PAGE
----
By Jon Dougherty
(NationalSentinel) Nearly all 2020 Democratic presidential contenders are pushing some form of full-on socialized, government-controlled healthcare, most wrapped in a “Medicare-for-all” scheme the candidates say resembles “successful” similar programs in Europe.
But what these candidates are not telling Americans — nor is the Democrat-aligned “mainstream media” — is that several Nordic countries with long histories of socialist-like healthcare are moving more towards private insurance models.
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This comes as top Democratic contenders like Sen. Bernie Sanders are threatening to do away with all private, mostly employer-based health insurance, which currently covers roughly 100 million Americans (who are mostly satisfied with their coverage, despite the massive increases in premiums and deductibles brought about by Obamacare).
As noted by Dr. Kevin Pham, writing for The Daily Signal, the Nordic trend is part of an emerging hybrid government-private sector health system that is becoming increasingly popular:
Supporters often point to nations with large social programs, such as Canada, the United Kingdom, and the Scandinavian states, particularly when it comes to health care.
Never mind that these are not true socialist countries, but highly taxed market economies with large welfare states. That aside, they do offer a government-guaranteed health service that many in America wish to emulate.
The problem for their argument is that, despite these extremely generous programs, some of these countries are seeing a steady growth of private health insurance.
The Medicare-for-all scheme touted by Sanders and other Democrats is the most popular, and what it does is completely eliminate all private health insurance. Coverage becomes 100-percent the government’s responsibility, and healthcare becomes a 100-percent taxpayer-supported endeavor.
The problems, as usual, are in the details, however — details that Sanders and the other Democrats won’t dare discuss or address, as Pham notes:
In Medicare for All, there would be no cost-sharing schemes and all coverage would be comprehensive, including prescription drugs, dental, vision, and other services deemed necessary by the secretary of health and human services.
The Scandinavian systems are similar to Medicare for All in the respect that they use regional offices to administer reimbursements to providers.
Yet they differ in critical ways: They employ cost-sharing for certain services, they are less comprehensive in their coverage, and they allow for private health insurance plans to complement or supplement the government system to cover out-of-pocket expenses and to circumvent wait times or rationed access to specialists.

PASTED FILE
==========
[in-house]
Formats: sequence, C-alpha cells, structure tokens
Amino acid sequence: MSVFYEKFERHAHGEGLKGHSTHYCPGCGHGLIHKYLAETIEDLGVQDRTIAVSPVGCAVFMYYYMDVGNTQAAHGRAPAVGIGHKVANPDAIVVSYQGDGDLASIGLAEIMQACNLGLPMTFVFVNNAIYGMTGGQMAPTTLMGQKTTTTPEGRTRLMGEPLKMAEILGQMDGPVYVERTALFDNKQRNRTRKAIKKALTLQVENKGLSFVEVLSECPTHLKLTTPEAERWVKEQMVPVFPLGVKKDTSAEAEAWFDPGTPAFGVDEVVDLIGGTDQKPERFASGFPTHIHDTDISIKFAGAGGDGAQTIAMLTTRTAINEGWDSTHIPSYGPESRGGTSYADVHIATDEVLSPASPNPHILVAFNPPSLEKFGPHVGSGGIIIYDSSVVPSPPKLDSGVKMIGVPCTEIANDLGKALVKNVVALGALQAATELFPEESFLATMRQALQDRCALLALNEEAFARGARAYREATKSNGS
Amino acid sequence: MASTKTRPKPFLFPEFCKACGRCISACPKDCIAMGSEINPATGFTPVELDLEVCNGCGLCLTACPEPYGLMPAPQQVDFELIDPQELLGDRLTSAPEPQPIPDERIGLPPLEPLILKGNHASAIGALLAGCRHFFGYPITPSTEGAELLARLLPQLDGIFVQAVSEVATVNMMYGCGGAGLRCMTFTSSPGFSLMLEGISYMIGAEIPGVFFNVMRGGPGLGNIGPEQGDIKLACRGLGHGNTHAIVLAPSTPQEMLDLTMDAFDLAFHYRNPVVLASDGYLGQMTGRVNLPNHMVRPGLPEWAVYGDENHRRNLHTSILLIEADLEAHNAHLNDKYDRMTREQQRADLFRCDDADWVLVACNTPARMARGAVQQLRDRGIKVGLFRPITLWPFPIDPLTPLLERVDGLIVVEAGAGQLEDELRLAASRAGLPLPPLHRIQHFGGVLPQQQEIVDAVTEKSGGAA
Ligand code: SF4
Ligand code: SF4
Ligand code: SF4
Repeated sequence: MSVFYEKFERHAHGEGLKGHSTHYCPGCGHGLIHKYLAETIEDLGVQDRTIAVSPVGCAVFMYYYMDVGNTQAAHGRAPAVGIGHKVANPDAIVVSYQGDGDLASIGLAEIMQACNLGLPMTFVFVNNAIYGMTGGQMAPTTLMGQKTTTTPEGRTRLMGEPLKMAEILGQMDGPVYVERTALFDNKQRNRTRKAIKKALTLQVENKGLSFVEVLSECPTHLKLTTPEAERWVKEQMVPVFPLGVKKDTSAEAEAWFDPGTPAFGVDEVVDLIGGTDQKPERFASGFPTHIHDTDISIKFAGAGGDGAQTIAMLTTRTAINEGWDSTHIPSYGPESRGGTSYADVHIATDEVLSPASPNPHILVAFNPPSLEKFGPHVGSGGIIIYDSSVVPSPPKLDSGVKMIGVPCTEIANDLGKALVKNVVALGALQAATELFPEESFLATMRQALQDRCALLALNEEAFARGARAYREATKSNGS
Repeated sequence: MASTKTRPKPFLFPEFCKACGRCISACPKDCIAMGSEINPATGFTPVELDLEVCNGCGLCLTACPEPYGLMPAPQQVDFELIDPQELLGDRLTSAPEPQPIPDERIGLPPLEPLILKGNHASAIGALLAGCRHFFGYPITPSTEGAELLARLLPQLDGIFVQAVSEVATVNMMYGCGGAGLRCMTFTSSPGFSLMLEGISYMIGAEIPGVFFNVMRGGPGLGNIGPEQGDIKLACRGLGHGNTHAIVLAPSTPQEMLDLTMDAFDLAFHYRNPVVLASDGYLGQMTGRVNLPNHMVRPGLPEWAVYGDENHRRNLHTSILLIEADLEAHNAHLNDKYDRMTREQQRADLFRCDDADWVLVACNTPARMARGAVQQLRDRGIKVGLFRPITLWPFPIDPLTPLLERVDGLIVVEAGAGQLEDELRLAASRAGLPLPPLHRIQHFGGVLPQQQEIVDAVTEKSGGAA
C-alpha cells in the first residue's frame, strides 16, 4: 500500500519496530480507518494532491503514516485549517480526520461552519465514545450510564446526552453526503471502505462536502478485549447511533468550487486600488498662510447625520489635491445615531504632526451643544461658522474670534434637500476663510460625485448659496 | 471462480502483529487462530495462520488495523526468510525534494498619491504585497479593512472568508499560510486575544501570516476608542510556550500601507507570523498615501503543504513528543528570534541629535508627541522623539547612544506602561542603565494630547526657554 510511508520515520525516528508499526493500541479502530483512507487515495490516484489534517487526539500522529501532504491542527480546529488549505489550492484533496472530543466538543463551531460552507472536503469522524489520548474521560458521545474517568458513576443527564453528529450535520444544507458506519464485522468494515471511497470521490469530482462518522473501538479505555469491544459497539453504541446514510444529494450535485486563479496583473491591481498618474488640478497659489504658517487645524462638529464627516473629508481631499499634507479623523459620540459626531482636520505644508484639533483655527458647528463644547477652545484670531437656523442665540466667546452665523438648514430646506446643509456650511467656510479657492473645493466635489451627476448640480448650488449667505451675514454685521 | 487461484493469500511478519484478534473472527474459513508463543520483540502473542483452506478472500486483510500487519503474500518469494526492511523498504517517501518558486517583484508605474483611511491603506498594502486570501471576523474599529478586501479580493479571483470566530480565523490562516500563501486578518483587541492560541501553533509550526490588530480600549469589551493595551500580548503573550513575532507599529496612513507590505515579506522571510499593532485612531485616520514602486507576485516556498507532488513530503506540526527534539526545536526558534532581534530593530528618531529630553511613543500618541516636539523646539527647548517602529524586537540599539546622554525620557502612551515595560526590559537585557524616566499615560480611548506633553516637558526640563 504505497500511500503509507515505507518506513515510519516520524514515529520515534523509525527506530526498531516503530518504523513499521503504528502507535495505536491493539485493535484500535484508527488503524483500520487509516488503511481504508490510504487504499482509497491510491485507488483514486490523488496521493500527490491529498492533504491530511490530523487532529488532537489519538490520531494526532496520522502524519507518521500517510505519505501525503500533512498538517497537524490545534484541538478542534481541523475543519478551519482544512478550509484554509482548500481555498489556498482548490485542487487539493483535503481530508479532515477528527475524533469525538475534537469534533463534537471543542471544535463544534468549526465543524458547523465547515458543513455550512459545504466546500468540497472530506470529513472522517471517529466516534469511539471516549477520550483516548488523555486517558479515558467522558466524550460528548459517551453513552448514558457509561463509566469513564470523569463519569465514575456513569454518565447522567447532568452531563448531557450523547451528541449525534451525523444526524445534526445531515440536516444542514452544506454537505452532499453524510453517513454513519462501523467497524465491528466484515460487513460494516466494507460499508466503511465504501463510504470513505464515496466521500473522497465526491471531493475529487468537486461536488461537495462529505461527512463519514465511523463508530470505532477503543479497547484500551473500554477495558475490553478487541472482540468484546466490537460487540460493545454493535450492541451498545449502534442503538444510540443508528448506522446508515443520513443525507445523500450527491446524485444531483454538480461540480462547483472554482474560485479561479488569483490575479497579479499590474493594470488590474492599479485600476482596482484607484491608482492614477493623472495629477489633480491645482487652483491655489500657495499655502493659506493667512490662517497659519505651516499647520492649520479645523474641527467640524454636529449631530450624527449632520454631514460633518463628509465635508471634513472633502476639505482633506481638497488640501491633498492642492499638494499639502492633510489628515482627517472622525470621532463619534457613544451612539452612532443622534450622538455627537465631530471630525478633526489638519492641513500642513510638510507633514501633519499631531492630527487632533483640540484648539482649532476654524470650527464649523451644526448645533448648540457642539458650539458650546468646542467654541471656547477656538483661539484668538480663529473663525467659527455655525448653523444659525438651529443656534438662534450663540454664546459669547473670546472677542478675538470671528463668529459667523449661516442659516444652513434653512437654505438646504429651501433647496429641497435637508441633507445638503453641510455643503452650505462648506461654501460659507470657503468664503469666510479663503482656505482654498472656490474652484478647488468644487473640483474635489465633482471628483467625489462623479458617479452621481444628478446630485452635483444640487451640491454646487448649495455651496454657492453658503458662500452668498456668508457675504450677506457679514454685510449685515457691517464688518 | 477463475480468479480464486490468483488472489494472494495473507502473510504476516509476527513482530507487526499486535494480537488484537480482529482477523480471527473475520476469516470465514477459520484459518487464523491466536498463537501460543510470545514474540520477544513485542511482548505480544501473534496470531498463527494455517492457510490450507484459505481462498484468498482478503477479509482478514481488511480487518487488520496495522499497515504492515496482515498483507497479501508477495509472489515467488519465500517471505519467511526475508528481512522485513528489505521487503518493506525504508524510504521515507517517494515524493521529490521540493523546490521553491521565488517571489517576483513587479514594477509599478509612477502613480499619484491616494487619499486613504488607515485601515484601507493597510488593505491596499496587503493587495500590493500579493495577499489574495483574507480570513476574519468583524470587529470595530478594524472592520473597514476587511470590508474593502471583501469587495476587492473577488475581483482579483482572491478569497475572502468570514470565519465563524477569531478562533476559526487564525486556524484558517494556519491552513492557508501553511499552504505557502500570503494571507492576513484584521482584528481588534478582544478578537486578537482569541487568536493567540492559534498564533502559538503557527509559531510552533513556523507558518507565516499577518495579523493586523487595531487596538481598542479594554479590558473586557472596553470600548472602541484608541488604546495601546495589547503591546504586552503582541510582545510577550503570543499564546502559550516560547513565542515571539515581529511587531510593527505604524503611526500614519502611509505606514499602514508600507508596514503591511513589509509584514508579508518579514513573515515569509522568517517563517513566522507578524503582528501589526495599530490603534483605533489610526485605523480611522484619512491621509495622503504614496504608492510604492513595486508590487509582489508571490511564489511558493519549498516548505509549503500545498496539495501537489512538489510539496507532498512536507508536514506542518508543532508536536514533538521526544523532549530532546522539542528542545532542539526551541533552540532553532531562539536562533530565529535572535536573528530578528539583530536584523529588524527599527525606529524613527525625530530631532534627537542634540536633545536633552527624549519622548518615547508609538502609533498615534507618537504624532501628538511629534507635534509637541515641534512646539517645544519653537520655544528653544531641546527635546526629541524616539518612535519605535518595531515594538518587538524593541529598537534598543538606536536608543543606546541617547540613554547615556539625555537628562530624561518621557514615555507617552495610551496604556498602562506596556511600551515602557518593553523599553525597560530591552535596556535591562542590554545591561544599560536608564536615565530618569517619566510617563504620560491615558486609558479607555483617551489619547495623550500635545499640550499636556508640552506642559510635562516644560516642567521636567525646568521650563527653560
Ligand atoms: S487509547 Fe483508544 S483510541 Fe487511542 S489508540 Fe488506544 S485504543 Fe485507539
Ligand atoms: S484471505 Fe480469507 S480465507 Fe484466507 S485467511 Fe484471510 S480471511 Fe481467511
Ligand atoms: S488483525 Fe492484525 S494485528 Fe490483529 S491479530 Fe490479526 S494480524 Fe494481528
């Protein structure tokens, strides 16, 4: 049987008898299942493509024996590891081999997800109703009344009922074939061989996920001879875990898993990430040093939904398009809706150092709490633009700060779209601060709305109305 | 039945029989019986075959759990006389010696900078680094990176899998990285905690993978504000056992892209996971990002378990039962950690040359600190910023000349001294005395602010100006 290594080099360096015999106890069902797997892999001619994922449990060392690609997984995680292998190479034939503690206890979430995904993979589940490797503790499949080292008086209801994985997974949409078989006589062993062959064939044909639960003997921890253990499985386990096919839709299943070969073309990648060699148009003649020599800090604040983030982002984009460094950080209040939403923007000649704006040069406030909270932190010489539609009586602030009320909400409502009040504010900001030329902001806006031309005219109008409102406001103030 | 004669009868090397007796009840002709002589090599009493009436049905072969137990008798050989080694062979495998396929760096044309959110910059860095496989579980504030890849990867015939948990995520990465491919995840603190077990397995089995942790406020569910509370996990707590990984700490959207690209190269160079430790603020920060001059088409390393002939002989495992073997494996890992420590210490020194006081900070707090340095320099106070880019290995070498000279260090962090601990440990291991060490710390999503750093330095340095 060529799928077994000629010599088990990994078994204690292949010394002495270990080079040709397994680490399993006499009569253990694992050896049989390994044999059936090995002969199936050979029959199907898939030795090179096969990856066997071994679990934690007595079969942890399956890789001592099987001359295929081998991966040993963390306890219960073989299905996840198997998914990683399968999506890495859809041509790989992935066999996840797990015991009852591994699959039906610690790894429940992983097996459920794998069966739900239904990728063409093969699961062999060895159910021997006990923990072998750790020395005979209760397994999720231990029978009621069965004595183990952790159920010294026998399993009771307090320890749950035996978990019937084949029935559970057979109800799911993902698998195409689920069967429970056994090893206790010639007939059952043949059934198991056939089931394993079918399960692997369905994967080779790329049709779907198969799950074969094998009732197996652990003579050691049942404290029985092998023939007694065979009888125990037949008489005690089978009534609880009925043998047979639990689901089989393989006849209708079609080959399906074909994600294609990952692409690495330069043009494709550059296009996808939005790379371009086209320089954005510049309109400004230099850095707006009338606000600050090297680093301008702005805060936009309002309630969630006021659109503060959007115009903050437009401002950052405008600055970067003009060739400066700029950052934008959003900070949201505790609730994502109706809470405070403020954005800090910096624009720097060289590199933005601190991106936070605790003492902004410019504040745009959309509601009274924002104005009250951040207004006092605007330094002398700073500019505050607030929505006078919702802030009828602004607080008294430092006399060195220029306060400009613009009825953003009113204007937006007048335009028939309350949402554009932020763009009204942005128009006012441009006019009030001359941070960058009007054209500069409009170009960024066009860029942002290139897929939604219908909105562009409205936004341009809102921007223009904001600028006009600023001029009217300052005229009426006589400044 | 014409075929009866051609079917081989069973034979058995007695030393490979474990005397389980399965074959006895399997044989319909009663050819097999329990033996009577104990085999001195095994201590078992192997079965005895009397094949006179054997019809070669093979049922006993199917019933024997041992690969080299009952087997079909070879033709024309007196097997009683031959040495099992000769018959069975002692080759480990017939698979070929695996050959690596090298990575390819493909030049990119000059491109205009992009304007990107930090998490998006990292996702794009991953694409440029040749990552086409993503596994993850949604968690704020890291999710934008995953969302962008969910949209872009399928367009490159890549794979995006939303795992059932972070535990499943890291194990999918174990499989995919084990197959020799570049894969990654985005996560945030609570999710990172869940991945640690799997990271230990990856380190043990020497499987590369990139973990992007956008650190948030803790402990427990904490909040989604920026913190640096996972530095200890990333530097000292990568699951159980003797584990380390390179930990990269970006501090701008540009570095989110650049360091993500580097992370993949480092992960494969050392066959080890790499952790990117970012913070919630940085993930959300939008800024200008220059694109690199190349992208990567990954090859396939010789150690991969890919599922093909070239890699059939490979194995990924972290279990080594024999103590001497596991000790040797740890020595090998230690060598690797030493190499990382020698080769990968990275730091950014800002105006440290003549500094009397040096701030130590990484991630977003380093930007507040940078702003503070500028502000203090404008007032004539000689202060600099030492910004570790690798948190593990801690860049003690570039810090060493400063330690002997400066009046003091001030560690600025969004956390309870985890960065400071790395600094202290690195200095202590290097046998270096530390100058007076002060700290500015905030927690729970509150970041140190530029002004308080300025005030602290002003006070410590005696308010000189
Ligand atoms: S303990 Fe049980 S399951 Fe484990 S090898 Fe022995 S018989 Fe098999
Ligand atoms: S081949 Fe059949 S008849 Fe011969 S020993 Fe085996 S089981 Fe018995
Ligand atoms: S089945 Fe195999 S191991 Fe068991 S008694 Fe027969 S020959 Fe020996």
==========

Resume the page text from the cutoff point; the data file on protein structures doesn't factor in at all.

These are precisely the things Medicare for All would abolish. It’s intriguing that while socialists in America would rush to nationalize the health care system, Norwegians, Swedes, and Danes are all gradually increasing their use of private health insurance.
Note use of the word “rationed.” Sanders et al keep telling Americans that no, no, there won’t be any rationing, that’s just “right-wing noise.”
No, it’s not. It’s a reality in all government-run healthcare systems. When it comes time to save money — and that time will come, no matter how high taxes are raised to compensate for the additional government expense — care will have to be rationed.
And note also that the Sanders et al plan puts the federal government in complete control over healthcare and, thus, healthcare decisions. With Democrats’ history of limiting property, gun, speech, and express rights, do we really want them controlling our healthcare?
Already, the government only pays a certain amount of doctor and hospital fees under Medicare and its even stingier cousin, Medicaid. That’s what more and more doctors aren’t taking new Medicare or Medicaid patients; because Uncle Sam’s reimbursement rates are often a fraction of what it costs them to provide their services (and remember, it costs a couple of hundred grand, in many cases, to go to med school — and eight-to-10 years of education and training).
And there’s this: It’s not likely that any government-sponsored healthcare nightmare would apply to those in power, anyway. Remember, Obamacare was supposed to apply to members of Congress and their staffs; Obama exempted them.
“This growing European interest in private health insurance typically stems from dissatisfaction with the state-run systems, which often provide poor or incomplete coverage and long wait times,” Pham notes.
“By contrast, private plans offer wider coverage, shorter wait times, access to private facilities, and more flexibility in patient choice,” he added — all the things Medicare for All would decimate.
- Follow Jon Dougherty on Twitter at @JonDougherty10
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